Religious Colleges Fear Mainstream Higher Education is Becoming More Hostile Towards Faith

In this Thursday, Oct. 20, 2011, photo, a bible sits on the desk of Bradley Sabin, a junior, as she takes notes during Bible class at Woodland High School in Cartersville, Ga. Georgia was the first state in the country to allow Bible classes in public schools, but the number of districts offering the classes have dwindled to just a handful as budgets remain tight. (AP Photo/David Goldman)

Religious colleges are attempting to “re-write” the narrative that exists today about faith in education before societal hostility mobilizes to one day push faith-based institutions out of the “mainstream” of higher education.

Presidents from colleges representing traditions of Protestant Christianity, Islam, Catholicism, Judaism and the Church of Jesus Christ of Latter-day Saints gathered last week to discuss the challenges they face as secular society continues to grow more hostile to principles of “Abrahamic morality.”

Just days after the media hysteria surrounding second lady Karen Pence’s job as an art teacher at a Christian private school in Virginia that adheres to biblical doctrine, presidents from the five religious colleges participated in a discussion just a few miles down the road in Washington, D.C., about the misunderstandings people have about faith in higher education.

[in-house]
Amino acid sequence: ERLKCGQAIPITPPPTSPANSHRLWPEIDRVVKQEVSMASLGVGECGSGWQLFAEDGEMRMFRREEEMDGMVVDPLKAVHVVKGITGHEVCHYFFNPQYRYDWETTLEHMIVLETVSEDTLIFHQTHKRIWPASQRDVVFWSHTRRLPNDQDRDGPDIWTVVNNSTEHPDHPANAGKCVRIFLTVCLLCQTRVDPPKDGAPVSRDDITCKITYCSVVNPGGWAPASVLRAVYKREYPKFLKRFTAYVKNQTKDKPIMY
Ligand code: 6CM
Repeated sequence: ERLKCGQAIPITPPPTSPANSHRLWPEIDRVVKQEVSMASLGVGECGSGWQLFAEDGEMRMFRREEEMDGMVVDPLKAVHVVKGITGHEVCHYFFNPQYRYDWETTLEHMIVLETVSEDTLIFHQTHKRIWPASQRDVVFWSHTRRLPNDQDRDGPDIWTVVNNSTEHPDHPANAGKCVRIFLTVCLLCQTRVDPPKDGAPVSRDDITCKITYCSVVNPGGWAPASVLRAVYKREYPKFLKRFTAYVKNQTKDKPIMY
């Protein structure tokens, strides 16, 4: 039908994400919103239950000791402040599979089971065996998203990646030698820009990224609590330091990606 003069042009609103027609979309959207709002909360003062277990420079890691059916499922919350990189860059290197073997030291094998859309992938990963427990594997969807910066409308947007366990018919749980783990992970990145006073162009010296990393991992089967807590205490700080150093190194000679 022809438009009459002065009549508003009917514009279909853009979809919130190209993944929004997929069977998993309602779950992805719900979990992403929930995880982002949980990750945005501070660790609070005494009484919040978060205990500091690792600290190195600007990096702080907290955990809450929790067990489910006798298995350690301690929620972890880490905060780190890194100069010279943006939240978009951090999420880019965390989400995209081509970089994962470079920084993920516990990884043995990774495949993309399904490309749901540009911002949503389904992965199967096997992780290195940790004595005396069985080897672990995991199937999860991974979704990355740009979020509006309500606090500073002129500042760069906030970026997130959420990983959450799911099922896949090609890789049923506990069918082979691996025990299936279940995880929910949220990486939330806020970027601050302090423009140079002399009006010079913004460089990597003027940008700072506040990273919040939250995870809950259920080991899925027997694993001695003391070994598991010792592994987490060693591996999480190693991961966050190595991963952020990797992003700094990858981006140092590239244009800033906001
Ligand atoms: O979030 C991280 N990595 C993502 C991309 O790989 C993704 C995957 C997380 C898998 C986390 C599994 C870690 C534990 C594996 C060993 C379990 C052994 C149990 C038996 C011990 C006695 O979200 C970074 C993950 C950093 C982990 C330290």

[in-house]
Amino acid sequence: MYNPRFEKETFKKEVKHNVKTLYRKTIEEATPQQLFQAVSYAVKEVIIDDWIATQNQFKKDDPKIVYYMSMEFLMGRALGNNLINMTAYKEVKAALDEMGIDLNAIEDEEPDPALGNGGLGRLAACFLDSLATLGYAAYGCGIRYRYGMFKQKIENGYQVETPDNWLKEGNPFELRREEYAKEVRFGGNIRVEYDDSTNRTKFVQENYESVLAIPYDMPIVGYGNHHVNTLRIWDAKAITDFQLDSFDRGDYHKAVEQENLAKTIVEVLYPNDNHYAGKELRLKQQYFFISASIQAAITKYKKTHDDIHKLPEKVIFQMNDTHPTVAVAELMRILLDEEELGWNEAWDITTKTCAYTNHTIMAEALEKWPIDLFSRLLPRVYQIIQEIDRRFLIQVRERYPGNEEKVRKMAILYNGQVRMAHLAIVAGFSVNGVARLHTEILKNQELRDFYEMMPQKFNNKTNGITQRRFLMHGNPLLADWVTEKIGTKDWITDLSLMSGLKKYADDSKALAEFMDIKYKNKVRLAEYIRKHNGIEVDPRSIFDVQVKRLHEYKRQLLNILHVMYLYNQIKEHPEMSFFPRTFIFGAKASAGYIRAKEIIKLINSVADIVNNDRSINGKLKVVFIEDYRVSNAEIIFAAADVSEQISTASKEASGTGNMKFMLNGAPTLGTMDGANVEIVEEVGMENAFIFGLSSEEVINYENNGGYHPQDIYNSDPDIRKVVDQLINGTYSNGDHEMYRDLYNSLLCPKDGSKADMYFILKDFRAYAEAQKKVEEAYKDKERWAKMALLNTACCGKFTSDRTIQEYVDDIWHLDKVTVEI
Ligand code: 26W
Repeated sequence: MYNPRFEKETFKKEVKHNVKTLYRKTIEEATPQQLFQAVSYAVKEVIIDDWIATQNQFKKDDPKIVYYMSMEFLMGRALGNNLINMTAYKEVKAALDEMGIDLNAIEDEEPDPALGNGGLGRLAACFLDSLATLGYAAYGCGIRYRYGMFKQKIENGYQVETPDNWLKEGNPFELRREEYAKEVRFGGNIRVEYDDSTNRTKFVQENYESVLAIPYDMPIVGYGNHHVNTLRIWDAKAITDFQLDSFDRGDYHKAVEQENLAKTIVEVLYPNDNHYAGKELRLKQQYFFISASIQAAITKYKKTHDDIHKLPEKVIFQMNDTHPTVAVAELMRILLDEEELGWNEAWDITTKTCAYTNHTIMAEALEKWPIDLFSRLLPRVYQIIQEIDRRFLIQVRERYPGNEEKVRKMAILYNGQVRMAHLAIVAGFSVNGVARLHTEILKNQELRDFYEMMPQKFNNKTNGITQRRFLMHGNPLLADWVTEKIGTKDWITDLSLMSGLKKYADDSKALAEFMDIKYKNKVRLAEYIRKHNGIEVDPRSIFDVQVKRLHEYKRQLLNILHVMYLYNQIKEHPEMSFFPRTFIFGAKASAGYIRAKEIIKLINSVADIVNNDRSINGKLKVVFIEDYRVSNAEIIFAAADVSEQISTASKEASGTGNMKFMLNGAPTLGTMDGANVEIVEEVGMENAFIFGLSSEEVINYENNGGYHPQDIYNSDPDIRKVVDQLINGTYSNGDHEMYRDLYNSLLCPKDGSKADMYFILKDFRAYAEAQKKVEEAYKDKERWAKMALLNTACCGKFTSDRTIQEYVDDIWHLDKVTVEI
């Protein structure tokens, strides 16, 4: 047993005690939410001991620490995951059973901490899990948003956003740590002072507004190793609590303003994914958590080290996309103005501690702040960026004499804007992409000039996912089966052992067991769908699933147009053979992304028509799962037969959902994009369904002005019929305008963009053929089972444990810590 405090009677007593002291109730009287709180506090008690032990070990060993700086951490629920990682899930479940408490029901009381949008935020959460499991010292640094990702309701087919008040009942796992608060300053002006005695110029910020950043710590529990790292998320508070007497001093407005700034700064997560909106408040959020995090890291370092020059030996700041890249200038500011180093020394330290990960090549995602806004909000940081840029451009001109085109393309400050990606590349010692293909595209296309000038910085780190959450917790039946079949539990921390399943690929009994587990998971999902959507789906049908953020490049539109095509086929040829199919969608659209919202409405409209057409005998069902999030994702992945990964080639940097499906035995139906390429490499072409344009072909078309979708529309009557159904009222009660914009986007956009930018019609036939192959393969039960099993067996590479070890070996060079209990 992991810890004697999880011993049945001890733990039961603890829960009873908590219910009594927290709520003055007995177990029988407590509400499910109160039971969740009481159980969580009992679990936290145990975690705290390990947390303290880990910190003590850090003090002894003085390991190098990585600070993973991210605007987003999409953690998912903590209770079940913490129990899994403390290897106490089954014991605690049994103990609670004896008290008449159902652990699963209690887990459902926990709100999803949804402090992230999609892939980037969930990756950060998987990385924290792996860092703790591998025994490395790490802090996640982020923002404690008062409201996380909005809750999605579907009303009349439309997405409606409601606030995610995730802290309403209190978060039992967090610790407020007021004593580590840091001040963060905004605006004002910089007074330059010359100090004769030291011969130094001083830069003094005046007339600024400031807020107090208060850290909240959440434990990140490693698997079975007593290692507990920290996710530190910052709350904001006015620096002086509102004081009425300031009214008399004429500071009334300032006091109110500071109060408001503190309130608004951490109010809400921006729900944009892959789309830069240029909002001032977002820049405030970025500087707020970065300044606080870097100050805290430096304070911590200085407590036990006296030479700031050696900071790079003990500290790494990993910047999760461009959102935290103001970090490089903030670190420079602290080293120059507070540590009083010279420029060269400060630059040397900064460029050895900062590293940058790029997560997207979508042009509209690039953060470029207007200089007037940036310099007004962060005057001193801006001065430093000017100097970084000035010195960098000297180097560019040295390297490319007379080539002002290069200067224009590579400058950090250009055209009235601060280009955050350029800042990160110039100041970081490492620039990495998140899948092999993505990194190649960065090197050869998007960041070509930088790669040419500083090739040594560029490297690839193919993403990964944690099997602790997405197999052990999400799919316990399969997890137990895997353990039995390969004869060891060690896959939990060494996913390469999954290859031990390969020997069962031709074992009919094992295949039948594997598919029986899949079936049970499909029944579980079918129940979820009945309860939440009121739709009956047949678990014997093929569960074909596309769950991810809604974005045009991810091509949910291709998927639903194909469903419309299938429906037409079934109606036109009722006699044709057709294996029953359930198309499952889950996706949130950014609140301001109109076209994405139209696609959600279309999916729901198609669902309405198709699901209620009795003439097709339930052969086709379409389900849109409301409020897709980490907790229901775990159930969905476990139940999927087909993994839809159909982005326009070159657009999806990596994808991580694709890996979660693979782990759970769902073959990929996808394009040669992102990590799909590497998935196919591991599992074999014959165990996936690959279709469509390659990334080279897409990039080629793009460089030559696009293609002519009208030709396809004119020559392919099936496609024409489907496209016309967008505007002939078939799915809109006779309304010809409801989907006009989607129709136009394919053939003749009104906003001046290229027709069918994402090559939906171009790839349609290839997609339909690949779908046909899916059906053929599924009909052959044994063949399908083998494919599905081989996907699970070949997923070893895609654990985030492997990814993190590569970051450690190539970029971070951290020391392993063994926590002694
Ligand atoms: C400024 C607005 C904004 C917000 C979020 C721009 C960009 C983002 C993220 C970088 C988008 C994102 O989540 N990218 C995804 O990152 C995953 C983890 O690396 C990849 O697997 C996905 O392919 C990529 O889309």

The discussion capped off the Council for Christian Colleges and Universities’ Presidents Conference that took place at the Washington Court Hotel on Capitol Hill. CCCU is a network of over 180 Christian colleges worldwide.

“Today’s discussion invites us to reimagine this narrative that [characterizes] so much of the modern period and to rewrite this story going forward, to rewrite this story that persists so much in the world of higher education,” Shirley Mullen, the president of Houghton College, a Christian liberal arts school in Western New York, said during the panel.

“This standard western narrative of progress has assumed that deeply-held religious beliefs, especially when there is diversity in those beliefs, result in intolerance, conflict, violence, oppression.”

Mullen, who serves as vice chair of CCCU’s board of directors, contended that a “new narrative” must be crafted regarding the relationship between religion, society, higher education and human flourishing.

Click here to read more.

SOURCE: Christian Post, Samuel Smith